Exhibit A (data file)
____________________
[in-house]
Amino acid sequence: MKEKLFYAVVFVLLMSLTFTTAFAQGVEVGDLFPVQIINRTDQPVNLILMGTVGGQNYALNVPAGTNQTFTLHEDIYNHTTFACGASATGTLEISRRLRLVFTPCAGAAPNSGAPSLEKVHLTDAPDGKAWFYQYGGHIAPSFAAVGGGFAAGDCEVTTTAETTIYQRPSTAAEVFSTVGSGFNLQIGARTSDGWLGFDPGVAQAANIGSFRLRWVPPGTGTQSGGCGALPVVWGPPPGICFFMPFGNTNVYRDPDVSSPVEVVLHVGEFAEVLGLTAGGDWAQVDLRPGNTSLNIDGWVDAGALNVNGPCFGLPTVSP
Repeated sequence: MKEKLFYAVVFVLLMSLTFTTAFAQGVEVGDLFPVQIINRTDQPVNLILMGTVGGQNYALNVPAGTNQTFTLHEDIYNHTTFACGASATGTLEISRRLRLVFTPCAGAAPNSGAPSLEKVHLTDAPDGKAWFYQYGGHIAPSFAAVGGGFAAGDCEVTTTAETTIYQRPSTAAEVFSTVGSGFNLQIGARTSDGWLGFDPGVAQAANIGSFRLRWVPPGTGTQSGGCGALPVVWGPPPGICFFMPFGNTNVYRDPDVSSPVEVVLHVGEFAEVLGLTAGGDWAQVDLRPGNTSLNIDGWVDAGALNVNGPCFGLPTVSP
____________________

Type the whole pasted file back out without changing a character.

[in-house]
Amino acid sequence: MKEKLFYAVVFVLLMSLTFTTAFAQGVEVGDLFPVQIINRTDQPVNLILMGTVGGQNYALNVPAGTNQTFTLHEDIYNHTTFACGASATGTLEISRRLRLVFTPCAGAAPNSGAPSLEKVHLTDAPDGKAWFYQYGGHIAPSFAAVGGGFAAGDCEVTTTAETTIYQRPSTAAEVFSTVGSGFNLQIGARTSDGWLGFDPGVAQAANIGSFRLRWVPPGTGTQSGGCGALPVVWGPPPGICFFMPFGNTNVYRDPDVSSPVEVVLHVGEFAEVLGLTAGGDWAQVDLRPGNTSLNIDGWVDAGALNVNGPCFGLPTVSP
Repeated sequence: MKEKLFYAVVFVLLMSLTFTTAFAQGVEVGDLFPVQIINRTDQPVNLILMGTVGGQNYALNVPAGTNQTFTLHEDIYNHTTFACGASATGTLEISRRLRLVFTPCAGAAPNSGAPSLEKVHLTDAPDGKAWFYQYGGHIAPSFAAVGGGFAAGDCEVTTTAETTIYQRPSTAAEVFSTVGSGFNLQIGARTSDGWLGFDPGVAQAANIGSFRLRWVPPGTGTQSGGCGALPVVWGPPPGICFFMPFGNTNVYRDPDVSSPVEVVLHVGEFAEVLGLTAGGDWAQVDLRPGNTSLNIDGWVDAGALNVNGPCFGLPTVSP